JayDee004 [deleted] 10 years ago
Excellent diagram, thanks for doing that. It makes the distance / highlight changes very clear.

@all - a number of folks here seem to be thinking in terms of photographing products, and are rightly concerned about controlling the highlights. But I want to do portraits, and for me, I am less concerned about a little shiny patch on a cheek or forehead, and more concerned about the size, depth, and sharpness of the shadows across the whole face. I am guessing that's why David wanted us to photograph fruit for practice - the fruit is rounded like the human face. I know I am not doing too well at using the umbrella skillfully for that. Those who are old hands with that, please jump in with recommendations.
scottpedition 10 years ago
After seeing the photos of small fruits, I realized that using a larger fruit would make the bare flash head seem smaller, which would help the apparent size distinction. My first idea was a watermelon, but I feared that was too smooth. A cantaloupe seemed perfect -- bigger than the flash head and lots of interesting surface texture.

I only did two shots to emphasize the difference in size. The first shot was a bare flash at about 2 feet. The second shot was a shoot-through umbrella at the same distance. The only setting change between the two shots was increasing the flash output (I forgot the flash power for the second shot, but think it was around 1/8 since the distance to the flash head doubled (to make space for the umbrella), I zoomed the flash way out, and I was loosing light through the umbrella).

The dark countertop prevented the background shadow from being visible in my case, but that helped prevent fill light from undermining the exercise. The difference in "highlight-to-shadow transfer area" is quite noticeable between these two shots.

Also, I was quite happy with the difference in apparent surface texture between the two shots (a similar effect on the facial pores of a human subject is discussed somewhere on strobist or in LSM, but I can't find it right now).

Click on the image to see the large size:
a°j° [deleted] 10 years ago
just a bit confused now:
looking back at this pic
flash distance
as the distance increases the light gets softer (more diffuse)
can anyone explain WHY?
my guess: more light bouncing around the room.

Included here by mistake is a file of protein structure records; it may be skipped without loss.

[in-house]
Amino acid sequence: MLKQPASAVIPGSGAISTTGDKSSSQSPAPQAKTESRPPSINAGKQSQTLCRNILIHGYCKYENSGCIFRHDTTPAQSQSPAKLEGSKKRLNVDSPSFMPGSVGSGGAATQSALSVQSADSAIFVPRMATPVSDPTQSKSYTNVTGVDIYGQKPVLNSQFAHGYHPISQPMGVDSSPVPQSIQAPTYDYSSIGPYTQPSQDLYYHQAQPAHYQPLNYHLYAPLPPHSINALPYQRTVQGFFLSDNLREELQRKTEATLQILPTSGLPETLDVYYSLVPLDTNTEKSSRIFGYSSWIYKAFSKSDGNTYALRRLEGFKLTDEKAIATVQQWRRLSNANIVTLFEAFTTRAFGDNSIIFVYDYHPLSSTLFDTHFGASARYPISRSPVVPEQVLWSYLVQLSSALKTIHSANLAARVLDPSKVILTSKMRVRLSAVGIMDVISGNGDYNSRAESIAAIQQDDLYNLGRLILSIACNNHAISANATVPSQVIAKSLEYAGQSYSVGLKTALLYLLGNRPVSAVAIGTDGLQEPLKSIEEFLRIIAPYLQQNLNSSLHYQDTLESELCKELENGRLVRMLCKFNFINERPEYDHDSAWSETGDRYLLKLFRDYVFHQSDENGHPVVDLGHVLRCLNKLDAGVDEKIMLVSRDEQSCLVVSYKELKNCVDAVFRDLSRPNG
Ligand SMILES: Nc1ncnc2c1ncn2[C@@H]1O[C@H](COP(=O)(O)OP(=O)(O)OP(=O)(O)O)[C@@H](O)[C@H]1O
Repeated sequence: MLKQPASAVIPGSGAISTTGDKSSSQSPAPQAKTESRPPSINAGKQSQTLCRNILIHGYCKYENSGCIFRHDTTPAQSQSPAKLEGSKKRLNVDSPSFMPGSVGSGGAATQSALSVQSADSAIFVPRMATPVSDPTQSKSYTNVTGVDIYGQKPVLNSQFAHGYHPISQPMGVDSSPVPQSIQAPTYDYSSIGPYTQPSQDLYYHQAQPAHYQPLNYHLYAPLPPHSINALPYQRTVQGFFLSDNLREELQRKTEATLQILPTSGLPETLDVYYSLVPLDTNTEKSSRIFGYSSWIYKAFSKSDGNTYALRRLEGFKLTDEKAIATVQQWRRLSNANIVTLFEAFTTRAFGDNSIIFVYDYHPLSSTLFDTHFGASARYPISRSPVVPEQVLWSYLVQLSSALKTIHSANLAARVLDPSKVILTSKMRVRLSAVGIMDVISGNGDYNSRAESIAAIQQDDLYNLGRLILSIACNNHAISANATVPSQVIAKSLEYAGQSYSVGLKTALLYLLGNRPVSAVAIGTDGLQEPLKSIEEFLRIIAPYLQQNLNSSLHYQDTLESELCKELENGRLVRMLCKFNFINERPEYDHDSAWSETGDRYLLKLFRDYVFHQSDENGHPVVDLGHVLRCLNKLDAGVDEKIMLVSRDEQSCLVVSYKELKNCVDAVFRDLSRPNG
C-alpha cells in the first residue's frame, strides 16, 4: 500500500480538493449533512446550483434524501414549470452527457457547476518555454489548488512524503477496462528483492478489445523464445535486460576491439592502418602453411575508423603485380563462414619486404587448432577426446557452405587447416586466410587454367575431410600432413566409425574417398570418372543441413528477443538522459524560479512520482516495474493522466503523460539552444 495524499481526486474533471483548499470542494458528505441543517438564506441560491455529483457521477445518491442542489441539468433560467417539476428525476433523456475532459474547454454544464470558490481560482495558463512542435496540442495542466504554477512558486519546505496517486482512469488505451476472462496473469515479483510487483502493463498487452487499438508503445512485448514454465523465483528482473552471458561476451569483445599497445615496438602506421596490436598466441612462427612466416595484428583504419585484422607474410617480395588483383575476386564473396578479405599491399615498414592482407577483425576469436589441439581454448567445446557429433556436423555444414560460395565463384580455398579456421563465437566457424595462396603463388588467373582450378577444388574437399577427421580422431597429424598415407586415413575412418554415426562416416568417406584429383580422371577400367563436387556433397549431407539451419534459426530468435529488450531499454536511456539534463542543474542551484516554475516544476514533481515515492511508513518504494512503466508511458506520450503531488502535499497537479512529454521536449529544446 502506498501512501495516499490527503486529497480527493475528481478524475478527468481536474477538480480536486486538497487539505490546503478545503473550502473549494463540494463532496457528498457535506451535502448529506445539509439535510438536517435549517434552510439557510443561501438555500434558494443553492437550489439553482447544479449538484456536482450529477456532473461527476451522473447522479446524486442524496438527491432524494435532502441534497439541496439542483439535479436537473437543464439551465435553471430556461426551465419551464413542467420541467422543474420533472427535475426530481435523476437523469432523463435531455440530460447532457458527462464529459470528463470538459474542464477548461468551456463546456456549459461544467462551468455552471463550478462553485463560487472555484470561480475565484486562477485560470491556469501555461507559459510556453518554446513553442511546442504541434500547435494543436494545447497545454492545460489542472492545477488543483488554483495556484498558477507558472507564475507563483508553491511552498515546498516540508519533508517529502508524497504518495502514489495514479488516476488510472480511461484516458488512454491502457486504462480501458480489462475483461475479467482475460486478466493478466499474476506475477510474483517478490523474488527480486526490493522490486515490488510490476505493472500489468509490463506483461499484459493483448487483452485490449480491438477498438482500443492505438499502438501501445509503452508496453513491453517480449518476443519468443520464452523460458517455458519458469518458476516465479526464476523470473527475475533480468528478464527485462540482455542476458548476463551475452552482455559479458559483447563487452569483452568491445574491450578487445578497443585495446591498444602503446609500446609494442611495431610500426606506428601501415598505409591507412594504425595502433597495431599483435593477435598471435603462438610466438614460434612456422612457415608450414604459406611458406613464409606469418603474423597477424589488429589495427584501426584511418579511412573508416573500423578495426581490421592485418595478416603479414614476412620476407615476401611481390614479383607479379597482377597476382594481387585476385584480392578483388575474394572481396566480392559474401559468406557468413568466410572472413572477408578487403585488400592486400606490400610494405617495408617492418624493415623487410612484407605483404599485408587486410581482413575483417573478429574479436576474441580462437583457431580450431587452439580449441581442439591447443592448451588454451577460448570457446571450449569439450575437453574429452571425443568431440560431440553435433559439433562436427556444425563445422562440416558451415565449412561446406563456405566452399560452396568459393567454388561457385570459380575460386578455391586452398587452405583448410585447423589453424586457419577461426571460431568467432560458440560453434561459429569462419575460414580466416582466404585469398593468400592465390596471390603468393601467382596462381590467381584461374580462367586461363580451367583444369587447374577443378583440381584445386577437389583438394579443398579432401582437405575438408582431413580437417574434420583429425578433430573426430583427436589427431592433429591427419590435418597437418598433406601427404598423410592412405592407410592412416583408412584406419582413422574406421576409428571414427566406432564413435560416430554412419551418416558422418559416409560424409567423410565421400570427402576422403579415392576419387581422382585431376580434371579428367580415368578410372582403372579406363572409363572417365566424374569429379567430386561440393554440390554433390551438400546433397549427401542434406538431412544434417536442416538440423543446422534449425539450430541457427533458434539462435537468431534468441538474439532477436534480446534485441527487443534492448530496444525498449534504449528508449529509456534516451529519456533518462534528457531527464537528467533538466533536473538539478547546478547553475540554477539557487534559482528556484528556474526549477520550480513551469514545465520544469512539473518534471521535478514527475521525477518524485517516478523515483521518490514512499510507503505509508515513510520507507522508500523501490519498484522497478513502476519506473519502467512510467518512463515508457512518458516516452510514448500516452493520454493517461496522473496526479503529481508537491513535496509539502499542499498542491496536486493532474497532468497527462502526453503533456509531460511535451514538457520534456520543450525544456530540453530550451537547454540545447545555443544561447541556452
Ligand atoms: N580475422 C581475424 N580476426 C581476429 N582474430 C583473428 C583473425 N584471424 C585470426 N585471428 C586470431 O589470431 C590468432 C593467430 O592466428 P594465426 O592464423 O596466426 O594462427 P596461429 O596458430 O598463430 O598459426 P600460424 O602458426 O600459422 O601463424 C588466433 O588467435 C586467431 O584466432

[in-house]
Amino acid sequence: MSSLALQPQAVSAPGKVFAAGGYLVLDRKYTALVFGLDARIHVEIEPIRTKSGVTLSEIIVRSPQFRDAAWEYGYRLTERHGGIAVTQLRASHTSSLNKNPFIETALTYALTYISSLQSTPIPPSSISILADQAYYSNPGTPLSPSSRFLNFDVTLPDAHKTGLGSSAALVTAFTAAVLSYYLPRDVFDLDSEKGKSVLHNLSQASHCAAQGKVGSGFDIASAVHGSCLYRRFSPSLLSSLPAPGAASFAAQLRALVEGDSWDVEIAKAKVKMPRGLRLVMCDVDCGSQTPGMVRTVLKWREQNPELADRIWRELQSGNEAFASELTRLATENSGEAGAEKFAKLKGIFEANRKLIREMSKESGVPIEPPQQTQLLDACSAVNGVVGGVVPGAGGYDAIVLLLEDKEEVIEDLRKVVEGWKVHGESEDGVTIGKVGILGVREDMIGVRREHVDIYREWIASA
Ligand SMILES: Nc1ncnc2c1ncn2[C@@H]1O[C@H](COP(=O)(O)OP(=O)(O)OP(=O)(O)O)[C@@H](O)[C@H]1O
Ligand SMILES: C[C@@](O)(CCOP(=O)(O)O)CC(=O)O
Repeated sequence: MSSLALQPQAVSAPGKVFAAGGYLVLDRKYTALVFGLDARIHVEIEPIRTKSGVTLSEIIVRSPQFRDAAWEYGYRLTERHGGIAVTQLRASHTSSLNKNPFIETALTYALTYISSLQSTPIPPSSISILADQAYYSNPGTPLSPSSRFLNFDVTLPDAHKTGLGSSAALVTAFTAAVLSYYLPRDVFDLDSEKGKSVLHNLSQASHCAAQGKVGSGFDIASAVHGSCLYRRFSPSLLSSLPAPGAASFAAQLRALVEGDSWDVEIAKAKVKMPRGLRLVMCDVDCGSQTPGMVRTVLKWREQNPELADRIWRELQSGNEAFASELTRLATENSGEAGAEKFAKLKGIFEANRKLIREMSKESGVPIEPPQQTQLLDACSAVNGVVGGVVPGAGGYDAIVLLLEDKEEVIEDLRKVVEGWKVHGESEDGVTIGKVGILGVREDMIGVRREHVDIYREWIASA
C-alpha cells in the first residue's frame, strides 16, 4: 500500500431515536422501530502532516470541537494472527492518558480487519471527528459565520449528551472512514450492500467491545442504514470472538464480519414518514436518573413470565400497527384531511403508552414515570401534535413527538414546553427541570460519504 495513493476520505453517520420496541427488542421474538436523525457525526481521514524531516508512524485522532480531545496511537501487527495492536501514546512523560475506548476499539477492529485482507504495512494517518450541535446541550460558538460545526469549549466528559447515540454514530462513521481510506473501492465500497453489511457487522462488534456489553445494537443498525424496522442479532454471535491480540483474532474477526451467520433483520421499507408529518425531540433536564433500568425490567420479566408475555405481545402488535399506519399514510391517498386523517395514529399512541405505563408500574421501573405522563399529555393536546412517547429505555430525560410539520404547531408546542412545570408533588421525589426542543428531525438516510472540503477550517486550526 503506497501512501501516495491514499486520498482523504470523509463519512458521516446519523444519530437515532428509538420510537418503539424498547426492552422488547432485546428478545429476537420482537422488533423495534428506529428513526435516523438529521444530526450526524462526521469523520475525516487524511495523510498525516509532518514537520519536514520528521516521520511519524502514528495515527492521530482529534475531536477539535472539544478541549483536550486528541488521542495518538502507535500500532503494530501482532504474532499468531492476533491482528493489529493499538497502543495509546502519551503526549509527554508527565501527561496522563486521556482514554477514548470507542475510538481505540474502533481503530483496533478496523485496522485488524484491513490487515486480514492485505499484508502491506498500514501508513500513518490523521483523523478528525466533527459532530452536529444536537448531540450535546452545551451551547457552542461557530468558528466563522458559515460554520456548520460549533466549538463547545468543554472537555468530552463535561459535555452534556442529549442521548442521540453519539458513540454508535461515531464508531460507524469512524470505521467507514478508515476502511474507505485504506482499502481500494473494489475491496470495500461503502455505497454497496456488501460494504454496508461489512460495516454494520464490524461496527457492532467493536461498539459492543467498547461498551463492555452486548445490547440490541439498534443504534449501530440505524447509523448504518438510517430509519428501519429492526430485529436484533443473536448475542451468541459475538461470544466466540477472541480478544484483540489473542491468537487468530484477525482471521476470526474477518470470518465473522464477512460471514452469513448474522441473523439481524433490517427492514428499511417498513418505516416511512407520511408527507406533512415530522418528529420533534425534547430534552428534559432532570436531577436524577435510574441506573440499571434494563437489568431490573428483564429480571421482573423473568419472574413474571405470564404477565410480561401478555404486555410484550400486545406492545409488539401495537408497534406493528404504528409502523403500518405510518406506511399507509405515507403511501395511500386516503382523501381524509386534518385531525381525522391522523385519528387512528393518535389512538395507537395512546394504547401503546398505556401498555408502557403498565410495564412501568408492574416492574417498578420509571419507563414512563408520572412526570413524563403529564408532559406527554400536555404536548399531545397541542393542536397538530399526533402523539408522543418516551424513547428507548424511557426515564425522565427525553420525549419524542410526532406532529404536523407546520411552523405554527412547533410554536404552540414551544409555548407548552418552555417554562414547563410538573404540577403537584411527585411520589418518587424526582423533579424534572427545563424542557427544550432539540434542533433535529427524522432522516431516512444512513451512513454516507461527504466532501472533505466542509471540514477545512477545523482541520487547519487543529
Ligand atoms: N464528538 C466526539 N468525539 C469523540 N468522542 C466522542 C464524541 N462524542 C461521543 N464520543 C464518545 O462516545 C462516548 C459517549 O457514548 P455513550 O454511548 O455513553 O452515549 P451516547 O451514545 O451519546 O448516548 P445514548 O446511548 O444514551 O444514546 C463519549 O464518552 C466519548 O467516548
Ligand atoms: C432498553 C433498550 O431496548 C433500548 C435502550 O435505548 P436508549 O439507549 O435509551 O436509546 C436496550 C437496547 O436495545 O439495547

Mikko Reinikainen 10 years ago
@scottpedition, a great illustration about why soft light is more flattering to the skin. A version with side lighting would show completely the transition between lit and unlit part of the fruit also with soft light.

@A.J., you said it yourself. Increasing distance reduces the ratio between direct illumination and bounced light, hence bounced, soft light becomes more visible.
Joan3RC 10 years ago
My assignment. I see the differences, and still working on my chimpin' technique (love that word) to get balanced exposure w/o a light meter. To me the umbrella was a slam dunk to soften the shadow area, but I think I'll go back and do some more experimenting with bouncing off walls and ceilings, as I'm sure it will be a great skill to have. As I rarely take my umbrella in the field.

Strobist Lighting 102-ApparentcLight Size

Forgot to mention this last time. For first timers (me) I'm finding the lessons very helpful and easy to follow. Breaking up the concepts of off-camera lighting makes it less overwhelming and approachable. Thanks for providing this wonderful service David! And to the rest of you for helpful comments and conversation.
s w i t t e r s 10 years ago
I went back and read the original assignment, and this entire thread (it's long!) Some of the latest examples really helped clarify things for me.

In short, a light source that is closer to the subject and larger will:
- soften the diffuse highlight-to-shadow transition
- produce more fall-off between subject and background
- produce softer diffuse highlights

The distance of the lights ource to subject doesn't affect specular highlights. Specular highlights are only affected by the angle (position) of the light source in relation to the subject. Question: what is the relationship between size of the light source and size of the specular reflection?